Milwaukee Public Library Features Work Of James Cameron
by Chuck Quirmbach
An exhibit honoring lynching survivor and African-American civil rights activist James Cameron was unveiled over the weekend in Milwaukee.
Cameron founded America’s Black Holocaust Museum in 1984, 54 years after a white mob tried to lynch him in Indiana. The site had exhibits on slavery and other oppression of African-Americans over hundreds of years.
The museum is now mainly online, but occasionally, small displays are placed in the community, including a new one at the Milwaukee Public Library. It marks the recent digitization of many of Cameron’s writings.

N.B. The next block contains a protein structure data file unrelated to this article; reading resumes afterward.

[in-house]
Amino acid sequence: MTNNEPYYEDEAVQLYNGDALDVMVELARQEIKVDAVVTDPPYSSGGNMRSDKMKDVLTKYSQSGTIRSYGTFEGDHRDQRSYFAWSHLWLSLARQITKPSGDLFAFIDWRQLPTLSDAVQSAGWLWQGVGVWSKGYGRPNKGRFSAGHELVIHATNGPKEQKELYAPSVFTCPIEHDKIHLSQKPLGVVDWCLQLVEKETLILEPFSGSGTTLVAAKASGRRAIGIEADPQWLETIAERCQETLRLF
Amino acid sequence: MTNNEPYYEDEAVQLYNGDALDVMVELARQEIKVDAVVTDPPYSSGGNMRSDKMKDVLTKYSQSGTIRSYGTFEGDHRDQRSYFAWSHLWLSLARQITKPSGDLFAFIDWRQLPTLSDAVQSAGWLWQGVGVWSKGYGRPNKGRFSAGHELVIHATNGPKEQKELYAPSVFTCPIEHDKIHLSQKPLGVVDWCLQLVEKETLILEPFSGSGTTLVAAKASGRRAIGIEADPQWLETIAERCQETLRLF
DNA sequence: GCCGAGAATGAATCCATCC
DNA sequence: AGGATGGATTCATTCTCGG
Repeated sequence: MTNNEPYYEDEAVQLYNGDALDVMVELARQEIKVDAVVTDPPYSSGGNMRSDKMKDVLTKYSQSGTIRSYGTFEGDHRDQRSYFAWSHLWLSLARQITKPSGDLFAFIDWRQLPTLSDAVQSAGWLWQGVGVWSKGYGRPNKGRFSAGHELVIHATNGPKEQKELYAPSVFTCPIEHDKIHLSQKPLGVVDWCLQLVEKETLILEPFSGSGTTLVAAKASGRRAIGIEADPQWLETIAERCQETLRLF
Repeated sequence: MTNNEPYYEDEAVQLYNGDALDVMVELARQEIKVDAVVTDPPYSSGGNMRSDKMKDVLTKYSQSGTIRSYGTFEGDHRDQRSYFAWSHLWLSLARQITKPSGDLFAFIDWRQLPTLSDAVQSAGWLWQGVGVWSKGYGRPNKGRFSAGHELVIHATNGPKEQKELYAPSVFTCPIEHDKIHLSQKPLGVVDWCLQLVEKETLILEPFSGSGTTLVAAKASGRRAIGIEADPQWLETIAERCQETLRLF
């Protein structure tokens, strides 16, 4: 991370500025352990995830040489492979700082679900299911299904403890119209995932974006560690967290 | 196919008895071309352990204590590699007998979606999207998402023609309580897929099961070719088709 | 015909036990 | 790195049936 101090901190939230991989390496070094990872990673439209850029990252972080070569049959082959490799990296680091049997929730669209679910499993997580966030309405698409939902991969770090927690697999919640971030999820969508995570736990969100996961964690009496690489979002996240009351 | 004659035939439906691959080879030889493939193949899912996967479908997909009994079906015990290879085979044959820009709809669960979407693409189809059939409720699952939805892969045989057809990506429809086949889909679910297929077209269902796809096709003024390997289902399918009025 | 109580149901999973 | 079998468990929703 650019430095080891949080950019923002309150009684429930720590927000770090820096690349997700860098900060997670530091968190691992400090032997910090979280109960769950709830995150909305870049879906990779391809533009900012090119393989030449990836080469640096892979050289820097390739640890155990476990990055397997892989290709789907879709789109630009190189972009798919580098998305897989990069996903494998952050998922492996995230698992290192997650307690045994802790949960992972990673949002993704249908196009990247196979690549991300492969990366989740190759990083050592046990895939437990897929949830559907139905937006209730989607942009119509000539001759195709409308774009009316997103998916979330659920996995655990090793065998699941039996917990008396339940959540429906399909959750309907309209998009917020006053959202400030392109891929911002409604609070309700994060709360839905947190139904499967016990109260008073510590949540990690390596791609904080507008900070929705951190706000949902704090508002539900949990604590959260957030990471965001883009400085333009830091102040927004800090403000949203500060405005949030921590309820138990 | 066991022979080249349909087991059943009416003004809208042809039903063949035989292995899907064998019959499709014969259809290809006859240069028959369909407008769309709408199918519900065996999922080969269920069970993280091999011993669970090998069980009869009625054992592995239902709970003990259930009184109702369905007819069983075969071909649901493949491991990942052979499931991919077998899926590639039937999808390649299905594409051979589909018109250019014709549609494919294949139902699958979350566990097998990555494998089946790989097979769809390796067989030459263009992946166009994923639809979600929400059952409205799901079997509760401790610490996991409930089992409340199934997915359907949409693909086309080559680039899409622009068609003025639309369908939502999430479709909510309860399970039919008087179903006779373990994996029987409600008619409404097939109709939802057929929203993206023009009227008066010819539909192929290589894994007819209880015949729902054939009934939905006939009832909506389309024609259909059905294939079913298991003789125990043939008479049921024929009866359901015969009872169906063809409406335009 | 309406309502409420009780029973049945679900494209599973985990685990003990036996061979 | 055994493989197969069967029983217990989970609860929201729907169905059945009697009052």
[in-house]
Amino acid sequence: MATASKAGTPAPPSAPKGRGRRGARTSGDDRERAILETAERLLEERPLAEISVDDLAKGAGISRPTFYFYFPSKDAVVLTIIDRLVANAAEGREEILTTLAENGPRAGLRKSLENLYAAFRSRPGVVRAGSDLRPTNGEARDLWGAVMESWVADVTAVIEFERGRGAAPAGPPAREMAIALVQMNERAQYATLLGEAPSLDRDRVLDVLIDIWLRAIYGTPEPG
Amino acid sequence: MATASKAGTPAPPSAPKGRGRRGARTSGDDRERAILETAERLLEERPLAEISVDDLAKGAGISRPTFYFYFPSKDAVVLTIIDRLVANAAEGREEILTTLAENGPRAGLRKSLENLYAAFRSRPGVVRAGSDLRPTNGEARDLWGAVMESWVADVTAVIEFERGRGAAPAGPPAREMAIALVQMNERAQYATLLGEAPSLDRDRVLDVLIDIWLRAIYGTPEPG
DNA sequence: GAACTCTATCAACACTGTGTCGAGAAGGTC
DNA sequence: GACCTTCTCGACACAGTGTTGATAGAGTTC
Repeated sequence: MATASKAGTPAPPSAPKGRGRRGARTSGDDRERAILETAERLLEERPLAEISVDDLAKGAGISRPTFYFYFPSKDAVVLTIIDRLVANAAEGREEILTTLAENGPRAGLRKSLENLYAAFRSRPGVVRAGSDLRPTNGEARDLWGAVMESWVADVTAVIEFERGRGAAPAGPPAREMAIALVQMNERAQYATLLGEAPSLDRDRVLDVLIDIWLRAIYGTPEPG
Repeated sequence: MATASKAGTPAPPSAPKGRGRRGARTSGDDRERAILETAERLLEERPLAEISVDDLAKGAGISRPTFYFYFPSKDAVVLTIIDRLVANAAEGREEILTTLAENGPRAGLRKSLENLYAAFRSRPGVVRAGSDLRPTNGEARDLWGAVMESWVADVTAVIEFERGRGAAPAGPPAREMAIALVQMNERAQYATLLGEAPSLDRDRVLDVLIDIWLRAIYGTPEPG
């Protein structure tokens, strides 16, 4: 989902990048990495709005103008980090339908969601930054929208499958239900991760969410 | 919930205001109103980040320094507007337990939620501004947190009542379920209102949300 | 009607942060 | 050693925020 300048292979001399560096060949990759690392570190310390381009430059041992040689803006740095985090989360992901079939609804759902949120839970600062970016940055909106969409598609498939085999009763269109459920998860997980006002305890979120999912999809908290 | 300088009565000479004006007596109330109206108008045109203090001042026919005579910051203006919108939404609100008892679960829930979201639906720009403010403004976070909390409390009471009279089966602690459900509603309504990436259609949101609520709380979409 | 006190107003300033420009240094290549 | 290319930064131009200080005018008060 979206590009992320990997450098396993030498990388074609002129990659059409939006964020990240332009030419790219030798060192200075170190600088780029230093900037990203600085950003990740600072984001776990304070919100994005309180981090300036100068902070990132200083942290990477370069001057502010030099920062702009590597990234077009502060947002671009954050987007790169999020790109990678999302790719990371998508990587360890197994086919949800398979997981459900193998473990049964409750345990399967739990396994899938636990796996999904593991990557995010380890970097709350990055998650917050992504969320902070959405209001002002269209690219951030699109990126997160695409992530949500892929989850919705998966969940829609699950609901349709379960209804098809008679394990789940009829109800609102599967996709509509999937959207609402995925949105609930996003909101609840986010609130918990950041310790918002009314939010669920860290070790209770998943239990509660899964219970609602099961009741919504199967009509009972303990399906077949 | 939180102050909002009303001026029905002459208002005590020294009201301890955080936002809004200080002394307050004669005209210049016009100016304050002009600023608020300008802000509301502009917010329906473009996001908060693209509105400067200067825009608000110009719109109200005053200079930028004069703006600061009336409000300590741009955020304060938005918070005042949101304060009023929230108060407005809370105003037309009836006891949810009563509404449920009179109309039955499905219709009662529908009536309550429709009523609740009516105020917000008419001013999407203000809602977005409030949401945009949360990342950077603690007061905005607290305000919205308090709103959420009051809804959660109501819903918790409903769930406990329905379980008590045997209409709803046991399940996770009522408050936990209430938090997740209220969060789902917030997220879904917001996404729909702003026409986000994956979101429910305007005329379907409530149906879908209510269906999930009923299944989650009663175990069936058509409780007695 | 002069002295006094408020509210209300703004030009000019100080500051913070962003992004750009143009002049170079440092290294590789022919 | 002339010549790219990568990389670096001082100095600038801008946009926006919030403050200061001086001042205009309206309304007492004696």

Maria Cunningham, the rare books librarian and a member of the Cameron Legacy Foundation, said Cameron’s words are still relevant, including those about police community relations.
“He’s basically saying, ‘I do not fear the police and any of their injustices. They can’t scare me and if I die, or something happens to me, I will protest it even in my grave,’” Cunningham said.
She said Cameron also wrote about the role of race in politics
“Certain political parties … would use race and fear to turn people’s opinions to something they might not believe,” Cunningham said.
In all, the Milwaukee Public Library has digitized 38 of Cameron’s self-published pamphlets that the library holds in its collection. Wisconsin Public Radio,
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